Johnny Borrell and new guitarist David Ellis on getting the band back together after a 10 year hiatus, the collective unconscious, and why it’s never been about the money
Words Hannah Kane
Photographer Vincent Dolman
Stylist Ella Gaskell
Hair Alex Price at Frank Agency
Skin Neusa Neves at Terri Manduca
“A love letter to rock and roll” is how frontman Johnny Borrell describes the new Razorlight album Olympus Sleeping, the band’s first new material in 10 years and their fourth studio album. Ah, rock and roll… Remember that? When people used to play guitars and strut about in tight jeans, guitar slung over shoulder. In 2018’s soundscape littered with pop, dance, hip-hop and grime, there’s a dearth of credible rock bands – Royal Blood, and female artists such as Anna Calvi the exception to the rule. On Olympus Sleeping, after a decade in the cultural wilderness, rock’s bohemian cousin, indie, with its upbeat riffs and noughties innocence, somehow the genre sounds fresh again.
“I just knew at some point that I could be excited to do Razorlight, and that I could only do it if I was excited.”
A typical Razorlight interview starts with the journalist telling you all about the preposterous things frontman Johnny Borrell used to say to the press, not least to music rag NME. Seemingly provocative quips such as, “Firstly I’m a genius. Musically, culturally, everything”, as told to the publication in 2004 and gems such as “I’m the best songwriter of my generation”, both have a touch of we’re-bigger-than-Jesus era Lennon about them. Legendary tales of Borrell riding his motorbike though then girlfriend (perhaps unsurprisingly soon after, ex-girlfriend) actress Kirstin Dunst’s apartment only added fuel to the media fire.
Having met Borrell, it’s entirely possible that the media failed to take this sort of posturing with a pinch of salt. Devil’s advocate? If you were selling 100,000 plus records a week, playing Wembley Stadium, headlining Reading and Leeds festival, and supporting the Rolling Stones, The Who, U2 and Queen, you might be forgiven for thinking you were pretty good at your job. Still, genius is relative.
“My background has always been as a songwriter so I feel quite lucky that our styles complimented each other”
Razorlight’s debut album Up All Night (2004) propelled Surrey born Borrell, raised between Highgate and Paris, into the limelight with his genre-defining indie pop outfit. The self-titled sophomore album Razorlight (2006) debuted at number 1 in the charts and led to Brit nominations for “Best Band” and “Best Single” for ‘America’ which became an anthem on both sides of the Atlantic. 1.5 million records later, snake-hipped, shirtless Borrell graced the cover of the May issue of Vogue alongside supermodel Natalia “Supernova” Vodianova, only the 7th man in its history to make the cover.
By the time the third studio album Slipway Fires dropped in 2008, the cracks were beginning to show. After relations became fractious, the last member of the original line up finally departed, and Borrell moved onto solo projects. Borrell 1 (2013) did poorly commercially (selling just 549 copies in the first week) and while somewhat bland, did, if nothing else, showcase Borrell’s ability to write consistently well-structured songs that tick all the boxes on paper. 2016 heralded Borrell growing a jazzy ‘tach to match his bluesy beatnik phase with band Zazou, releasing The Atlantic Culture, all very Wes Anderson, all lots of fun. Even the NME postulated “maybe it’s time to cut him some slack.”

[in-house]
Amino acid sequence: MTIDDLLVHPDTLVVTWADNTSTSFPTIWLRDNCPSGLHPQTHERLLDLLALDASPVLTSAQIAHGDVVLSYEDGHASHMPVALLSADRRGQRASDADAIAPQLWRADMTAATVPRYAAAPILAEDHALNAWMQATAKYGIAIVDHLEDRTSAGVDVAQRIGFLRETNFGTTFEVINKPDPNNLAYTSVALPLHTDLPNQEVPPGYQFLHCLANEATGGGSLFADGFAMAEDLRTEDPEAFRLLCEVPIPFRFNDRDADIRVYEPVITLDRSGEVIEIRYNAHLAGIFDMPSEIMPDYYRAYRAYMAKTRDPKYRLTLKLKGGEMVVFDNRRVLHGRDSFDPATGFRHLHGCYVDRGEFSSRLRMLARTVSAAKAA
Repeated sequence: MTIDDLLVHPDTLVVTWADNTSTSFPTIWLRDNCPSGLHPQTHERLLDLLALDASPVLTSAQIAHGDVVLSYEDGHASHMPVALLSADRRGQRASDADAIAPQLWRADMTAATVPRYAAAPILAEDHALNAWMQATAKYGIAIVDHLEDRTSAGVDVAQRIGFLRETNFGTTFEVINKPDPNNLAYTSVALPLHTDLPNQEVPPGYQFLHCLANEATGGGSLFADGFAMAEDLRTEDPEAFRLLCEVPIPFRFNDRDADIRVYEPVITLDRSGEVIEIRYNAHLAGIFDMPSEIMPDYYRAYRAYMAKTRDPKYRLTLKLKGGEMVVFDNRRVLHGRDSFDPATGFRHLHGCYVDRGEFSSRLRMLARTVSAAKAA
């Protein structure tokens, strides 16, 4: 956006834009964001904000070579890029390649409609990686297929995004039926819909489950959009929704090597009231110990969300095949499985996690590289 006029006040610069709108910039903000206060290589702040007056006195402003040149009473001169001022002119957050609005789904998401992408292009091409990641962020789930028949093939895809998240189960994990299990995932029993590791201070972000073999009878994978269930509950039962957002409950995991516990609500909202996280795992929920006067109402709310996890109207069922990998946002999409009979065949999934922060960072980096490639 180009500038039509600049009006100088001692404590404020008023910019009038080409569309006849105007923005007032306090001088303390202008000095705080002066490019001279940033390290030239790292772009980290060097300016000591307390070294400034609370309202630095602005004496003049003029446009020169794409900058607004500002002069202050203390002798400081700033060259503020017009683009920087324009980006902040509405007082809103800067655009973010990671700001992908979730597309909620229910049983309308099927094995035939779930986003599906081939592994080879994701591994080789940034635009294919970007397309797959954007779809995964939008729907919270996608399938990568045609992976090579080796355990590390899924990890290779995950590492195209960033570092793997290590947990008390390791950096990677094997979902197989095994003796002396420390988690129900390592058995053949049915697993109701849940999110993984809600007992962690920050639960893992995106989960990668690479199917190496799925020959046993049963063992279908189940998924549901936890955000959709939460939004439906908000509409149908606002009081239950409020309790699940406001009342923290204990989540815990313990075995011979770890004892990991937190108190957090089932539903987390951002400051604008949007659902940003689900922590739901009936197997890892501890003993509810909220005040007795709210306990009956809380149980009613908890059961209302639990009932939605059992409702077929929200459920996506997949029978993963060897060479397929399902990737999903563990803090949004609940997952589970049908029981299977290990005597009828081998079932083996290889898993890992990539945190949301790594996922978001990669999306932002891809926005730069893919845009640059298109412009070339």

Borrell explains his solo journey, and why now was the right time to reform the band. “I was playing more different styles of music to develop as a musician, and I’ve put just as much effort into the two albums that I’ve made while Razorlight weren’t recording as I would put to any record. So, that’s a two year commitment normally. I just knew at some point that I could be excited to do Razorlight, and that I could only do it if I was excited.” He never wanted to make a record that ticked corporate boxes. “I just really didn’t want to play the game of ‘okay what’s fashionable at the moment?’ Let’s rip it off and then go ‘oh, oh, oh’ at the end.”
Ten years later we have Razorlight 2.0. Older, wiser, more mature lyrically, with flourishes of experimentation. The contemporary band line up comprises of Borrell with his soulful puppy-dog eyes and Keats curls ageing well at 38; with the addition of live wire David Ellis on lead guitar, angular like a Picasso; tall, chiseled Harry Deacon on bass, and longtime collaborator, Bronx born David Sullivan-Kaplan (aka Scully), who contravenes the drummer stereotype by having the look of a Tom Ford model about him. Indeed, the consensus of the band to our photoshoot images was that Scully “won”.
It was Scully that initiated the reformation, playing matchmaker between Borrell and Ellis by inviting them both to jam in London. Borrell recalls getting the call while in the Basque country, working on his house, mixing medieval render for the wall. “I couldn’t really think of a reason why not! I sort of looked at my trowel and this bucket of render and Dave’s face just sort of appeared. His beautiful wavy hair!” He jokes. “Then we came up and had a rehearsal, it felt really good.”
“We are all born, so we all share the experience of coming from the womb into the world.”